As a follow-up to my post about the importance of showing up to your local bike boulevard open house, I thought I’d share the perspective of Brighton West. Brighton is a reader who attended the open house last night for the SE 101st Avenue project where he encountered “a number of vocal bicycling opponents.”
Brighton was worried at the outset of the meeting, but things changed when one brave soul spoke up in support of biking. I asked Brighton to share more about how the meeting went:
The meeting started with one elderly resident declaring that “It didn’t matter what the neighborhood wanted, the city is just going to do what Sam Adams wants.” PBOT’s Mark Lear and Kyle Chisek handled the crowd well, not allowing a couple of vocal individuals too much influence. But the majority of the crowd was quiet and the drum beat of “don’t restrict my driving” was prevalent until one gentleman from the back of the room spoke up.
“With just this lone cyclist willing to stand up against the vocal opponents, the meeting turned a corner… The reality is that car drivers outnumber cyclists in Portland. So each meeting will have a large number of residents that don’t ride bikes.”
“We’ve heard from the people that drive cars, but let me give my perspective as a cyclist.” He continued to talk about how he took elementary students on bike field trips to the Springwater trail, and how the new plan to stripe a one block long buffered bike lane would make them much more comfortable on their bikes in the most challenging part of their ride.”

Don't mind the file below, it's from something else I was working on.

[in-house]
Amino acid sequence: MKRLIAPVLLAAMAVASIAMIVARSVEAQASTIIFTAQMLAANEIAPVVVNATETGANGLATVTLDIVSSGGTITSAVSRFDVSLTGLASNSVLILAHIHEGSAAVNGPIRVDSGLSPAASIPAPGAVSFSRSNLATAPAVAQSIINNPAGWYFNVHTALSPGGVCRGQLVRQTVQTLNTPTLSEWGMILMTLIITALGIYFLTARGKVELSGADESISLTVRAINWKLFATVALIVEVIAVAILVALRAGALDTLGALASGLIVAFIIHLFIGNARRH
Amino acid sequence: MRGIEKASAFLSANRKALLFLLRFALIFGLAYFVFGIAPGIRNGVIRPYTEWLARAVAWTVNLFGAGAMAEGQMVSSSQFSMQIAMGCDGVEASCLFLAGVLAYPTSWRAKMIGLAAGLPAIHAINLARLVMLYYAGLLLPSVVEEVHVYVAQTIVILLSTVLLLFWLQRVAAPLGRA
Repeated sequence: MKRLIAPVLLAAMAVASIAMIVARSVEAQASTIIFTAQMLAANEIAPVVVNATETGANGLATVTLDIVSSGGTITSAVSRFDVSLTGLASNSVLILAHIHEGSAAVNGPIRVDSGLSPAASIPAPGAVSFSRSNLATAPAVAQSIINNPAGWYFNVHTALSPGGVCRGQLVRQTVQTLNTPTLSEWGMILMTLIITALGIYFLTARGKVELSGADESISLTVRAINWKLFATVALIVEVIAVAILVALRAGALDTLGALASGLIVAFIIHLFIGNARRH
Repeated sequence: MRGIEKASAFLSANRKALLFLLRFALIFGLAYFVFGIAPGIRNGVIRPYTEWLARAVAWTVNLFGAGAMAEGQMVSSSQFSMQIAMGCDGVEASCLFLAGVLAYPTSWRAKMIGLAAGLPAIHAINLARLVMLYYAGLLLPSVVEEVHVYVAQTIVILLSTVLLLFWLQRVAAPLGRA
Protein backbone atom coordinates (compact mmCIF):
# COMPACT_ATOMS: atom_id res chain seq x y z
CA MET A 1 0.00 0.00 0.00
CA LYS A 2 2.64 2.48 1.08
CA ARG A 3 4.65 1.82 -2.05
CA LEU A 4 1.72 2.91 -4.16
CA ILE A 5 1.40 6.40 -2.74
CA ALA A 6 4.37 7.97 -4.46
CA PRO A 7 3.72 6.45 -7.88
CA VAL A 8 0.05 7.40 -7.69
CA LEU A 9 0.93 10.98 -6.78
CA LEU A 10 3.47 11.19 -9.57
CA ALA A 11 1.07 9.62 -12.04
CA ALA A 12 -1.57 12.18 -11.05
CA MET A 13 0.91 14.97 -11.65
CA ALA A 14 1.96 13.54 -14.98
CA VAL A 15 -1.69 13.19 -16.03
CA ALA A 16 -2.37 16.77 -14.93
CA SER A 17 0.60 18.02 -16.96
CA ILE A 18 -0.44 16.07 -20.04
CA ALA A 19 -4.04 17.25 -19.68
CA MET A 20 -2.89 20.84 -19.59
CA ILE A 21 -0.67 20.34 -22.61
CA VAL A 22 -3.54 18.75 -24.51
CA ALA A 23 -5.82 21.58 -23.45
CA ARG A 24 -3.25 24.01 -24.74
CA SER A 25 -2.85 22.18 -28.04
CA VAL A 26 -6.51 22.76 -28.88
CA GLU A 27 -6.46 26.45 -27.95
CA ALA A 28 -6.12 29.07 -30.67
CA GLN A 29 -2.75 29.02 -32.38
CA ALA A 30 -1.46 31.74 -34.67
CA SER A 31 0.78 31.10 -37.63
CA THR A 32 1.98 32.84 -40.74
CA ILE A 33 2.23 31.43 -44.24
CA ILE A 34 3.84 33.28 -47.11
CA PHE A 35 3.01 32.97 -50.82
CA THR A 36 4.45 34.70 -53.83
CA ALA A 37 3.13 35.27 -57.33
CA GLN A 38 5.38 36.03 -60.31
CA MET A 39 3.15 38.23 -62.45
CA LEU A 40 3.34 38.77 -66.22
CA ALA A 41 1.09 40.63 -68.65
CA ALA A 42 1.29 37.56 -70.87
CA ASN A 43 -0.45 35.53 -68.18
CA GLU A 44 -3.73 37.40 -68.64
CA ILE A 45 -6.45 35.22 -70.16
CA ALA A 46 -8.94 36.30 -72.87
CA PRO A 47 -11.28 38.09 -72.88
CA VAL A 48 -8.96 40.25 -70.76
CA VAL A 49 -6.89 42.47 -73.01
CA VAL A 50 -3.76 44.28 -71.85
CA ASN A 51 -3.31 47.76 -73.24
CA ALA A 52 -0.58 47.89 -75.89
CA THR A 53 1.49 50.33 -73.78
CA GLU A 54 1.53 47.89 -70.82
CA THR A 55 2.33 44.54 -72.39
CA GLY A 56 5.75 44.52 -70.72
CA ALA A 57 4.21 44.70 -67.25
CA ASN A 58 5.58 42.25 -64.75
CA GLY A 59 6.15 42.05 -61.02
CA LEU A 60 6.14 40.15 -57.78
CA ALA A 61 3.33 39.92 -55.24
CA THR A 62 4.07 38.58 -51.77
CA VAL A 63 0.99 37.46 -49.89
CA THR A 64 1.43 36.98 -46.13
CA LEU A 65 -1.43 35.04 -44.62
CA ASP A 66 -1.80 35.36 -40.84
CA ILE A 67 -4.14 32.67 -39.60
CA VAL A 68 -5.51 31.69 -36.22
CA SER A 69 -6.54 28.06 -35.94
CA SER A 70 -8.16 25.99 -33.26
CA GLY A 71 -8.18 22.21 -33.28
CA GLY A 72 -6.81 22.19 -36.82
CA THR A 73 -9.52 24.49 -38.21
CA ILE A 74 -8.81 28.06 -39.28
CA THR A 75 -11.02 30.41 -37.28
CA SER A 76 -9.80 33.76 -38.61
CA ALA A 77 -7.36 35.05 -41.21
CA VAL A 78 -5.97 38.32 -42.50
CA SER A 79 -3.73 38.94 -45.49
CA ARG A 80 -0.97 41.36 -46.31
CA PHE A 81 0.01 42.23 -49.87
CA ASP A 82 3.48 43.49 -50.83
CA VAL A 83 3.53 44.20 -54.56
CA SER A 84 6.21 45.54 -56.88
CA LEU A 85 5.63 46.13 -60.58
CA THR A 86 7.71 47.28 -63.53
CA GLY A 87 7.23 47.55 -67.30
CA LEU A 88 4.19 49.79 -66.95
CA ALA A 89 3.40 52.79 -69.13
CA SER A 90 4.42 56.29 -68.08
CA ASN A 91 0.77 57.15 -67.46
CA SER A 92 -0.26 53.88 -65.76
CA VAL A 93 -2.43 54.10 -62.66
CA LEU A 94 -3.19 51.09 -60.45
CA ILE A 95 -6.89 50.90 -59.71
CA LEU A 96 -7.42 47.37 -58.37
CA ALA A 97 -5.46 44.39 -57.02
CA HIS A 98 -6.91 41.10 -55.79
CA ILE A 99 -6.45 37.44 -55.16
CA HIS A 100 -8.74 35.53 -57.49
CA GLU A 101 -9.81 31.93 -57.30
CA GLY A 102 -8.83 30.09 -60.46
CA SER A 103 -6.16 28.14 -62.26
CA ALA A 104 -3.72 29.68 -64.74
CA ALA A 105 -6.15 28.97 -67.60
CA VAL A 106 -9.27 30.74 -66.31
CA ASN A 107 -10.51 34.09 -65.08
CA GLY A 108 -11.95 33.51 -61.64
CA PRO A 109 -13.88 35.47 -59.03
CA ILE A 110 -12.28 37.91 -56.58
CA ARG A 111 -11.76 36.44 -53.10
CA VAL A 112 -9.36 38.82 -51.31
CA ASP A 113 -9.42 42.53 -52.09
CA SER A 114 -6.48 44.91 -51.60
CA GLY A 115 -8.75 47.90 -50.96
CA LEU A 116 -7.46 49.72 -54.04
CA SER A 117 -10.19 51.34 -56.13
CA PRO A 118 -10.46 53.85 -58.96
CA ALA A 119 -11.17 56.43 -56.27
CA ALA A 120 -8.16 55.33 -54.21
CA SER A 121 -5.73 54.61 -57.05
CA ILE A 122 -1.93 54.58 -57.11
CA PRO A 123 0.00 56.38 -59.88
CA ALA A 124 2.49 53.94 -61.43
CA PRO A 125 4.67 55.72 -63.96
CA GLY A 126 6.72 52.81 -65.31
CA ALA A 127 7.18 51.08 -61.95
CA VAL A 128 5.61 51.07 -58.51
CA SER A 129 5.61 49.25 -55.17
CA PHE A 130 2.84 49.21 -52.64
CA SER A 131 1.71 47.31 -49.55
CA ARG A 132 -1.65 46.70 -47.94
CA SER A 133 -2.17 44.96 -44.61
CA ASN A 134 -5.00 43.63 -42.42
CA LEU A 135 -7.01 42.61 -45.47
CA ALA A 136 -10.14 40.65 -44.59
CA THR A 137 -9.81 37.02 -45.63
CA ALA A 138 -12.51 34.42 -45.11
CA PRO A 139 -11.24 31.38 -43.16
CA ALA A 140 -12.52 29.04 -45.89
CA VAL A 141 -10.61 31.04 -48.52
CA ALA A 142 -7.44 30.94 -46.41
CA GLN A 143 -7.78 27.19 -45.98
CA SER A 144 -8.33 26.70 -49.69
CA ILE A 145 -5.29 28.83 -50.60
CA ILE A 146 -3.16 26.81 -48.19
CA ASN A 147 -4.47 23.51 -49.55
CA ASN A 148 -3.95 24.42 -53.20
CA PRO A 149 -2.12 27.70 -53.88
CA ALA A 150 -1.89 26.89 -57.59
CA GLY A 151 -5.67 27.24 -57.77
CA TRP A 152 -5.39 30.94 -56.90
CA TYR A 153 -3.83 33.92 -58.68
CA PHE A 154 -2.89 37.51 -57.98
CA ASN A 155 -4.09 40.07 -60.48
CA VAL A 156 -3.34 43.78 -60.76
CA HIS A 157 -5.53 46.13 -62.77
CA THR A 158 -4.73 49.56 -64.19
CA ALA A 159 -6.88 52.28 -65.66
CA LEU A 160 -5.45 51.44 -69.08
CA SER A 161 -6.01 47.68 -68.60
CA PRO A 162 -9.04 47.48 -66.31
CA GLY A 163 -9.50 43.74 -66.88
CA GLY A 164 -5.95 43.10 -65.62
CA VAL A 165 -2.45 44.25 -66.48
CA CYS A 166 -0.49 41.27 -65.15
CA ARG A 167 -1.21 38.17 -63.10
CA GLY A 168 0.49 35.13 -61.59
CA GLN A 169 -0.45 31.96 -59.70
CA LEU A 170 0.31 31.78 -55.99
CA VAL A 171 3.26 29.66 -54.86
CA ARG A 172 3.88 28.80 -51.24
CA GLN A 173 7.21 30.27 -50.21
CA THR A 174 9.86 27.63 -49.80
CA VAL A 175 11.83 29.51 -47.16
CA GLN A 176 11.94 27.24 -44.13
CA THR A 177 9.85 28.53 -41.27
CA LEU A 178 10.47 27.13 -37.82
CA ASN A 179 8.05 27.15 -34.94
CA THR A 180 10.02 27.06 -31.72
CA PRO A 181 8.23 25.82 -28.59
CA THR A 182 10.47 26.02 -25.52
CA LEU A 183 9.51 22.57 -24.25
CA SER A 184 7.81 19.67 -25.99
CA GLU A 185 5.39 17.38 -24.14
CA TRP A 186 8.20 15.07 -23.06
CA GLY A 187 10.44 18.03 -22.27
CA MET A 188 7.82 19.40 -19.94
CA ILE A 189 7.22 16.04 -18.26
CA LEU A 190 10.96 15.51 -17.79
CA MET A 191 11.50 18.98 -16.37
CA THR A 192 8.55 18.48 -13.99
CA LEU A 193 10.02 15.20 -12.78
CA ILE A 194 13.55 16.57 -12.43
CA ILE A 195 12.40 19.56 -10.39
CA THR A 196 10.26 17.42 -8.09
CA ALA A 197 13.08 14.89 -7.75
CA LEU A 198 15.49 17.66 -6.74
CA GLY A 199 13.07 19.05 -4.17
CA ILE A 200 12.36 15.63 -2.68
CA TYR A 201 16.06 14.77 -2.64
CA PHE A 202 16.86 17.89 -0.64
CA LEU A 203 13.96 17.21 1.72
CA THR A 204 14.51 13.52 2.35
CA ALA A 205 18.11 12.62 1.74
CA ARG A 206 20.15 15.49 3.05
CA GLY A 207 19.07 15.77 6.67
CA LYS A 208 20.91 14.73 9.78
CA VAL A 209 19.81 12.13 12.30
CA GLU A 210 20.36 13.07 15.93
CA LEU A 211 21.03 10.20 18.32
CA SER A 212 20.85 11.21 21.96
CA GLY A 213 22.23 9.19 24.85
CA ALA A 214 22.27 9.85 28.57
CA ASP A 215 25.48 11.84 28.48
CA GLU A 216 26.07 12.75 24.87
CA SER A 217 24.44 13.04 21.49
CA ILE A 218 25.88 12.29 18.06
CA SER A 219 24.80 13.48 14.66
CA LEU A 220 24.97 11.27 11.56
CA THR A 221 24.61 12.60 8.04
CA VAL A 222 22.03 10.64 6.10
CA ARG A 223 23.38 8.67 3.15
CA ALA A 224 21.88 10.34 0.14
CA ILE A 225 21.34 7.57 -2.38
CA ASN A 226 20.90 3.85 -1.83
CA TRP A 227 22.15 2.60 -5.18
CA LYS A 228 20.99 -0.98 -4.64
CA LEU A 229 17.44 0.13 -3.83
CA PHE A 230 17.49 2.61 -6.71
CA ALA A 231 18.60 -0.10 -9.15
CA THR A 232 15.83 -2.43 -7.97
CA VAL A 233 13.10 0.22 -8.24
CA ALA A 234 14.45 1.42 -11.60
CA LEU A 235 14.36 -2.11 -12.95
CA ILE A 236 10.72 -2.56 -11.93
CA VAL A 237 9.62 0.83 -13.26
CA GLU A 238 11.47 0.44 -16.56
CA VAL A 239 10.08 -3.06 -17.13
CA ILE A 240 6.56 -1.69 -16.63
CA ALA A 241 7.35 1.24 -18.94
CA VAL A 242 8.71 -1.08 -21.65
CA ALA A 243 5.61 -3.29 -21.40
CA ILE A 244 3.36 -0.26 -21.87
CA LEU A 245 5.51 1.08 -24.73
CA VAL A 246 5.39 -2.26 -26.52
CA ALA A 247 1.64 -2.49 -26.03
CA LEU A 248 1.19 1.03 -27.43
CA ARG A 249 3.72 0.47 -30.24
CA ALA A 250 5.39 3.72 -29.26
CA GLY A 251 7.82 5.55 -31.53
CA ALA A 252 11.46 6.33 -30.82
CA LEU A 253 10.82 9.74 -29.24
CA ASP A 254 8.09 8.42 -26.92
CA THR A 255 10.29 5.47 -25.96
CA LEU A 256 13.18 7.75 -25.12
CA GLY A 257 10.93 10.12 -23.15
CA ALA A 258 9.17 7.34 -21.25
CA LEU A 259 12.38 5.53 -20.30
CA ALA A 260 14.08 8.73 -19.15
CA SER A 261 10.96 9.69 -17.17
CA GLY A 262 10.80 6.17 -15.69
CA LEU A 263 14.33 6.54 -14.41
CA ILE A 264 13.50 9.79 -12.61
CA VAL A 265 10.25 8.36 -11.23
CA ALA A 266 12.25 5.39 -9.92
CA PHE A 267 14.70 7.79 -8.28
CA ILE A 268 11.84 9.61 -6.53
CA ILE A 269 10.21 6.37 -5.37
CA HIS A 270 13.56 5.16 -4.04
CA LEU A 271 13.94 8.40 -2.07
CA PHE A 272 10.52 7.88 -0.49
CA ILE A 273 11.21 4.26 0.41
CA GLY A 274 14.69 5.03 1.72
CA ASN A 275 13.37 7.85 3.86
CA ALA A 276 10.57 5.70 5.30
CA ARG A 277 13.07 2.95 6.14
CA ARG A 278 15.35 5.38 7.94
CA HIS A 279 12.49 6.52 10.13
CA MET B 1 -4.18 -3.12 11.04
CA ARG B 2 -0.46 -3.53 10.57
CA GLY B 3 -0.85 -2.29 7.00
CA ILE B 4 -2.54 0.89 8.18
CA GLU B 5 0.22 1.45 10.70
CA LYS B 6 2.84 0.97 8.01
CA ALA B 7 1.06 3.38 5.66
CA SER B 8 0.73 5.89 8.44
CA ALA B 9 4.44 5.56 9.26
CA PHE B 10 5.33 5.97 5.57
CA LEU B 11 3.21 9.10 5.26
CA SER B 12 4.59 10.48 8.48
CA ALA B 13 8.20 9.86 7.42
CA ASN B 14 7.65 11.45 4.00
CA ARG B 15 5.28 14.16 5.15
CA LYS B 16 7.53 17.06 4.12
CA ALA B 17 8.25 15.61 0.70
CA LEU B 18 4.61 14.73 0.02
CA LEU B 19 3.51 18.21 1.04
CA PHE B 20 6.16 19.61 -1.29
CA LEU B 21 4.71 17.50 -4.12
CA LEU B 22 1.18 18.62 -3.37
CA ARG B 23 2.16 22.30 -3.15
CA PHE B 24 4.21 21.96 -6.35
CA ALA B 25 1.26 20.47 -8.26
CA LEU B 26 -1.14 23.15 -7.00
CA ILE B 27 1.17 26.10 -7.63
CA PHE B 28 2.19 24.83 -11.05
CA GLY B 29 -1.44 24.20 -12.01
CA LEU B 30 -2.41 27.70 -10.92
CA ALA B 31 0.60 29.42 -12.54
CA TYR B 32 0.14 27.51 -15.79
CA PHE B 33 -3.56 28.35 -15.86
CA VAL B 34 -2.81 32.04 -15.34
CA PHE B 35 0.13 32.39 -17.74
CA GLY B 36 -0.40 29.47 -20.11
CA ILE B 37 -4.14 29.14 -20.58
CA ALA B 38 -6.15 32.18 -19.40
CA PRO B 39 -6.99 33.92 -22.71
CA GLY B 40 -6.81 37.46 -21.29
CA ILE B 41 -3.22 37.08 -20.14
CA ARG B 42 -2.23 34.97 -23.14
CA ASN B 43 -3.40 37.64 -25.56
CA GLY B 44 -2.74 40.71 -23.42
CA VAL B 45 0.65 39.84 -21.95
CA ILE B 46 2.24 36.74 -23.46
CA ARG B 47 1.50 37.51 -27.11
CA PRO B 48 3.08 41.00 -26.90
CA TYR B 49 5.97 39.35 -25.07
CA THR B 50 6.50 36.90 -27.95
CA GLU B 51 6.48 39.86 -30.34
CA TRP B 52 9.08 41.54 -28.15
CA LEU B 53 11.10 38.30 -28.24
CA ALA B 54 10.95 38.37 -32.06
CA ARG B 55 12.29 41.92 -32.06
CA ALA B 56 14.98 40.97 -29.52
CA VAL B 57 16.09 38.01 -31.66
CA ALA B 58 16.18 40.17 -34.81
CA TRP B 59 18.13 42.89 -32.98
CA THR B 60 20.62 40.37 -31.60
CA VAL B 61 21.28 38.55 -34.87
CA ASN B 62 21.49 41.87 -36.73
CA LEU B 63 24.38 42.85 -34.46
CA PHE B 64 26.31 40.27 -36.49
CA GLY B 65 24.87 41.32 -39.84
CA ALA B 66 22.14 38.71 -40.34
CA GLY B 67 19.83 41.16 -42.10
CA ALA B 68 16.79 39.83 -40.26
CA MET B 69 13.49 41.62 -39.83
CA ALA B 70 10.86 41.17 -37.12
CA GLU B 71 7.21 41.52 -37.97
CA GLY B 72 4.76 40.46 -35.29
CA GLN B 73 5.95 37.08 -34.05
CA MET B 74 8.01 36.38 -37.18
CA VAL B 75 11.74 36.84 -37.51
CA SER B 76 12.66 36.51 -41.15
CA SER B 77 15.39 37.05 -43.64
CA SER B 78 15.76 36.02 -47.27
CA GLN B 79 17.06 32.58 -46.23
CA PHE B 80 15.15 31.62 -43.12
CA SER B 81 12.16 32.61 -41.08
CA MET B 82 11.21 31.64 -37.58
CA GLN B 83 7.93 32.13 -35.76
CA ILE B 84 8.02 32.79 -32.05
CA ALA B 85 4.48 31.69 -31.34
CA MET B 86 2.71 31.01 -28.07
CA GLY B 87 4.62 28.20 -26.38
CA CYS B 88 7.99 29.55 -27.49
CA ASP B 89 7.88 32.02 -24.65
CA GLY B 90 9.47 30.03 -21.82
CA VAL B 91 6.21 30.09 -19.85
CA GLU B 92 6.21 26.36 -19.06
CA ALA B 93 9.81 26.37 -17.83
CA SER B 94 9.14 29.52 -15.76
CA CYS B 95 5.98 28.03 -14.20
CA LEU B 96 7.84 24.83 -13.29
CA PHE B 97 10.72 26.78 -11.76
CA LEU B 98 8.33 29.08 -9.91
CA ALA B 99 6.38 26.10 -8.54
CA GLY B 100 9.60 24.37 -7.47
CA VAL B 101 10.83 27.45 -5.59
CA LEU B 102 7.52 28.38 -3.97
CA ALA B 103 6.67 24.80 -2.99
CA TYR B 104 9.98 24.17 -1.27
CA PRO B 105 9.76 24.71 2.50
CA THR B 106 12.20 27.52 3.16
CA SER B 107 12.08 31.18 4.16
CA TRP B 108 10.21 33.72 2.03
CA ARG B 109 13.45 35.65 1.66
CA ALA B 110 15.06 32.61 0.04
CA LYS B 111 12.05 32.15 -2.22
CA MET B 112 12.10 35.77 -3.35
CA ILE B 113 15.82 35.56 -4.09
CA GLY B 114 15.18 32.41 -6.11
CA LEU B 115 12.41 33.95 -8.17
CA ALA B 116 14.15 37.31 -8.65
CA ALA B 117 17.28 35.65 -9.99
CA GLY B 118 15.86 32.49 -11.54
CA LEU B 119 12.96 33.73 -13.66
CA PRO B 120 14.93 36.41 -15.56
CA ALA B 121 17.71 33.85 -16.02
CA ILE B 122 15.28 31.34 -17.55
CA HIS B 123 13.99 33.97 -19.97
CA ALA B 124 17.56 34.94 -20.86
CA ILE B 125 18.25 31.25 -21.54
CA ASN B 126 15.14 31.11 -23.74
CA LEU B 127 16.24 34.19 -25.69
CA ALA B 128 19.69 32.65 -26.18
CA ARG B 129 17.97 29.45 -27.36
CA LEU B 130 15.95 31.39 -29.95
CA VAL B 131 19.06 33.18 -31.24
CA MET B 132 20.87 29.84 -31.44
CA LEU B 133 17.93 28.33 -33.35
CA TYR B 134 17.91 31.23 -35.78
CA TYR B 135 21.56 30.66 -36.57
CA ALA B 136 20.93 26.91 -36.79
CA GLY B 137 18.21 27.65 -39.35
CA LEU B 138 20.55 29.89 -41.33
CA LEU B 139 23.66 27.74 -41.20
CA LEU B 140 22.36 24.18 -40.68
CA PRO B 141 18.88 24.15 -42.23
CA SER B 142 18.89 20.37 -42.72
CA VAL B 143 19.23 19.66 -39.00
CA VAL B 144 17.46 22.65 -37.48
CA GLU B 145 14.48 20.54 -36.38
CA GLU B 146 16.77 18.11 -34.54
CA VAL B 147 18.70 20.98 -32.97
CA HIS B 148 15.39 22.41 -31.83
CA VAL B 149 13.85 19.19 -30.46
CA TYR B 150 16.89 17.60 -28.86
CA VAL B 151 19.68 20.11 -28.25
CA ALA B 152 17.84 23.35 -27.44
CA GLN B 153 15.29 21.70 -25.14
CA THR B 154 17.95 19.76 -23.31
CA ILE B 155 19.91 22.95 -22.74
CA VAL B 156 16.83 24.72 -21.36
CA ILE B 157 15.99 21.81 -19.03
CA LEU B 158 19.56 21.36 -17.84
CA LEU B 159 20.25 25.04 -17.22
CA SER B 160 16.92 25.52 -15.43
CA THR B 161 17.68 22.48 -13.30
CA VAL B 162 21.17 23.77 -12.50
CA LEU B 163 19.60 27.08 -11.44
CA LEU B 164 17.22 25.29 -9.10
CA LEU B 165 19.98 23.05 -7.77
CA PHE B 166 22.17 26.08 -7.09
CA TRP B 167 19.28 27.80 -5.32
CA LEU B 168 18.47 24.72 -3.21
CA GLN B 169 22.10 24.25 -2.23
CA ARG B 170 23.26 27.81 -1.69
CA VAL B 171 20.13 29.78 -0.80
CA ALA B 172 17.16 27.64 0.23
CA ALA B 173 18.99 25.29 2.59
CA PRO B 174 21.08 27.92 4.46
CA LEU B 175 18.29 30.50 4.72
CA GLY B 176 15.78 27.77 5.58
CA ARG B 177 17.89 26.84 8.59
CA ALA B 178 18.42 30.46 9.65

With just this lone cyclist willing to stand up against the vocal opponents, the meeting turned a corner. Two other cyclists stepped forward explain their support of the plan and a number of neighborhood residents said they were glad the city had come out to explain the project and they thought the plan was a good idea.
After the meeting I spoke with cyclist that stepped forward and I found this was the second meeting he attended. In the first meeting, the crowd was so angry about how car lanes had been replaced with bike lanes on Holgate that he was afraid to step forward. I thanked him for stepping forward to show the people in the room that cyclists are their neighbors, they are the teachers at the school, and they deserve a safe way to get from place to place. By stepping forward he opened up a space where other more moderate neighbors were comfortable showing their support for the project.
The reality is that car drivers outnumber cyclists in Portland. So each meeting will have a large number of residents that don’t ride bikes. Last night about 25 people attended the meeting. Just a few rational cyclists were able to change the outcome of the meeting. If Portland is to become a world class cycling city, now is the time for cyclists to show up at these public meetings and show support for these plans.
For an updated schedule of upcoming bike boulevard open houses, visit the PBOT website.